Just about any weakness can be attributed to one or more strengths that are overused.
That’s an interesting start to a leadership article. Grabbed my attention. And so did the next paragraph which describes how an emerging leader’s passion for taking care of her customers was turning into a liability. Wait! Turbo-charged customer service is who we are!
According to Dan McCarthy (who was a business leader until 2011 when he joined the faculty at the University of New Hampshire), there are six common leadership strengths that can be overdone…to the point they become weaknesses:
#1 – The results focused leader. When overdone, the results become more important than…fill in the blank…the people, the customer, the culture, the fun, etc.
#2 – The courageous leader. Taken too far, this leader becomes uncompromising, burns bridges.
#3 – The caring, compassionate leader. Too nice can mean not dealing with underperformers, avoiding conflict, inability to make tough decisions.
#4 – The empowering leader. What? You can overdo this? Yes, if you give too much responsibility to those not ready for it, and not enough direction to those that need it. (So, remember to lead situationally!)
#5 – The motivational leader. Even this one can be a weakness, IF it means pushing people beyond their limits, or burning your team out.
#6 – The visionary, brilliant leader. Think Steve Jobs. This leader is two steps ahead, which is great for setting strategy, but if overdone, erodes an ability to relate to (and listen to) others.
All of the above are strengths. Be aware of yours and work them, but the point?
Be open to feedback, and learn to “dial it back”, especially when under pressure.
This blog post by Ellie Krieger completely resonated with me simply because these are words commonly associated with food that are negative, shame inducing & scientifically inaccurate.
Though the actual blog provides much more detail, I have summarized Krieger’s main points below.
Detox: As Krieger points out the word “detox” implies that your body is unable to rid itself of harmful compounds & unless you engage in a radical eating plan, your body will be filled with toxins. What many detox proponents fail to mention is that our kidneys & liver do this job adequately.
Cleanse: Same idea as detox (Krieger likens these terms to cousins). A promise of body purity that never lives up to its claims.
Skinny: Our world is inundated with images of skinny bodies. When skinny is used to describe food products, we fail to see the purpose of food, which is to nourish our body.
Never: Applying the term never to any situation almost always backfires, especially when it comes to foods. The term never sets the stage for food obsession & rebellion.
Perfect: A toxic term when used to describe food behaviors and body image.
1 prepared pizza crust or oval flatbread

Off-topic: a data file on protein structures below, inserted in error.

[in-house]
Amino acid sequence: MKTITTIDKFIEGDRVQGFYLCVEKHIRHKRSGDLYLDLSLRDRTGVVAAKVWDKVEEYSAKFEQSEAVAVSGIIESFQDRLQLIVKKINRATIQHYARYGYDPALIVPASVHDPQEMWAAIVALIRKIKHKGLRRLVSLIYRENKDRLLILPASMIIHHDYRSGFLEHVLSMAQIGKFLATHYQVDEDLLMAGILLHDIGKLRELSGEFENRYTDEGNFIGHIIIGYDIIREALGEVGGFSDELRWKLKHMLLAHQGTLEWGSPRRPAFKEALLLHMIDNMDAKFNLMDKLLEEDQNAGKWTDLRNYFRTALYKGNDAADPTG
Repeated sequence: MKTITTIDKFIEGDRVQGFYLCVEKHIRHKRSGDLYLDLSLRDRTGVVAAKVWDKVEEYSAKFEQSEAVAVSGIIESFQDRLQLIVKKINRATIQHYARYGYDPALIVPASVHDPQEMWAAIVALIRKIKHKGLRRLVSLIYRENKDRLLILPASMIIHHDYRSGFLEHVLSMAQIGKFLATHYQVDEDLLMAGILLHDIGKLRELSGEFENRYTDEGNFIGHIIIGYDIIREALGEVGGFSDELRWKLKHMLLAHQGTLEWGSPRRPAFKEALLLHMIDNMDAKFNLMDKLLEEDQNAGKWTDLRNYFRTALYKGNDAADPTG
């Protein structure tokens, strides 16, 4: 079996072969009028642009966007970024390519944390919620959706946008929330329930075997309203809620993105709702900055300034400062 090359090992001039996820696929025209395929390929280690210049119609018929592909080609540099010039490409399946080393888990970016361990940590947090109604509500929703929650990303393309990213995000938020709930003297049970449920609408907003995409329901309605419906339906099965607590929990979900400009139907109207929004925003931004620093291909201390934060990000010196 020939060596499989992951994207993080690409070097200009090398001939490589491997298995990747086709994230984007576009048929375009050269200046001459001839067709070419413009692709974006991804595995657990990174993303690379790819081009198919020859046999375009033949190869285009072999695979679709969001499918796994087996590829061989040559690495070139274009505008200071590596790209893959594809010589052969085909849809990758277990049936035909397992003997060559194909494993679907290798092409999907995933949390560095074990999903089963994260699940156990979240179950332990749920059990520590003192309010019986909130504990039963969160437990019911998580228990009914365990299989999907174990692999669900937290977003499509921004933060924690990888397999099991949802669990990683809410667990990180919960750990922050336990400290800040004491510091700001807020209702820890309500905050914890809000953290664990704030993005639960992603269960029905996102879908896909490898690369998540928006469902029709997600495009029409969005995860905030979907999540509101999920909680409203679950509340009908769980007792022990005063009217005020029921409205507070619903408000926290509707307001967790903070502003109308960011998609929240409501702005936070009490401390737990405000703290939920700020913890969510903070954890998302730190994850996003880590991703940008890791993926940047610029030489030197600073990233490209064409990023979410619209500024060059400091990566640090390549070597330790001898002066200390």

2 T olive oil
2-3 peaches, peel on, sliced ⅓”
¼-½ Ib brie cheese, rind removed, sliced
¼ c basil leaves, torn
1. Pre-heat grill to medium
2. Drizzle peach slices with 2T olive oil, toss to coat
3. Grill peaches, 2 mins per side, remove
4. Coat both sides of crust with cooking spray
5. Grill each side, 1-2 mins
6. Top crust with peaches & brie
7. Put pizza on grill rack or pizza stone, cook 3-5 more mins
8. Remove to cutting board, sprinkle with basil, slice
Note: can do final cooking of whole pizza in a 400 ̊ oven.
Many of us have read David Allen’s book, Getting Things Done. And even if we haven’t, we’ve heard of it because GTD is one of our favorite abbreviations and a key component of our time management model. But, the book was published in 2001, so I was really intrigued by this article, getting things done in a digital world, which checks back in with Mr. Allen as…a lot has changed since then, right?
In short, he says…not so much. “There’s always more to do than you can do…That’s always been true.” Now, we have new potential addictions: apps, games, email, text that attract and distract us. “Most people are living in a constant emergency-scan modality.” And, he says, this makes the GTD method that much more critical “because it keeps you focused on what you need to be doing.”
Need a quick refresh? Here you go:
Step 1: capture (identify the things that are not automatic — that are bugging you, that are incomplete, that keep you up at night…and get them down in a system you trust — even if just one word, “car” because you need to get it inspected)
Step 2: clarify (what’s the very next action you need to take about “car” – call for an appointment? write that detail down…and by the way…David Allen says even if you can’t do all 5 steps…do this one and you will see a huge difference)
Step 3: organize (decide when you are going to take the next steps with each and park later items with a date so your brain knows they will pop back up and not be forgotten)
Step 4: reflect (look at the items already on your lists)
Step 5: engage (where do I put my attention and resources right now?)
And remember the two minute rule!
“Once you decide the next action, if it can be done in two minutes or less…do it…It’ll take you longer to stack…track…and look again than to just do it.”
Great advice…especially when we are busiest.
Calorie In, Calorie Out. That is a term I heard over and over again in my training and continued research into the science of weight loss. Of course, this old adage doesn’t take into account the complexities of human beings and what drives us to eat (or not eat).
The latest villain in the diet world is sugar and although we know large consumption of sugar can be harmful, sugar is not toxic when ingested in modest amounts. Carbohydrates (i.e. sugar) is the primary fuel our body uses to give us energy. What type of sugar should we be ingesting? Natural occurring sugars from fruits, vegetables, low fat milk/dairy foods. The sugar that increases our risk for diseases such as obesity & diabetes comes from “added sugars” that simply contribute empty calories (calories with little to no nutritional value). Added sugars include: brown sugar, corn sweetener, corn syrup, dextrose, fructose, fruit juice concentrate, glucose, high-fructose corn syrup, molasses, honey, invert sugar, lactose, maltose, evaporated cane juice, molasses, raw sugar, sucrose & table sugar.
For more information on how to spot added sugars in foods check out this blog on appforhealth.
I saw this Robert Fulghum quote on Earth Day last week:
The grass is not, in fact, always greener on the other side of the fence. No, not at all. Fences have nothing to do with it. The grass is greenest where it is watered. When crossing over fences, carry water with you and tend the grass wherever you may be.
I had two thoughts that surfaced after reading this. First – it’s a great message about taking care of where we are. And then about the saying and how it usually comes up, and that is…no matter how hard we try, it is human nature to…sometimes…in a weak moment, think…”they have it better than me.” If I really think that is true, I should ask myself…is it luck, or hard work, or natural talent, or commitment, or…what…what do I think makes their grass greener? In the end, maybe I can learn something that will help me “greener” my grass, too.
¼ t sea salt
¼ t lemon zest
½ t lemon juice
2 T white balsamic vinegar
¼ c olive oil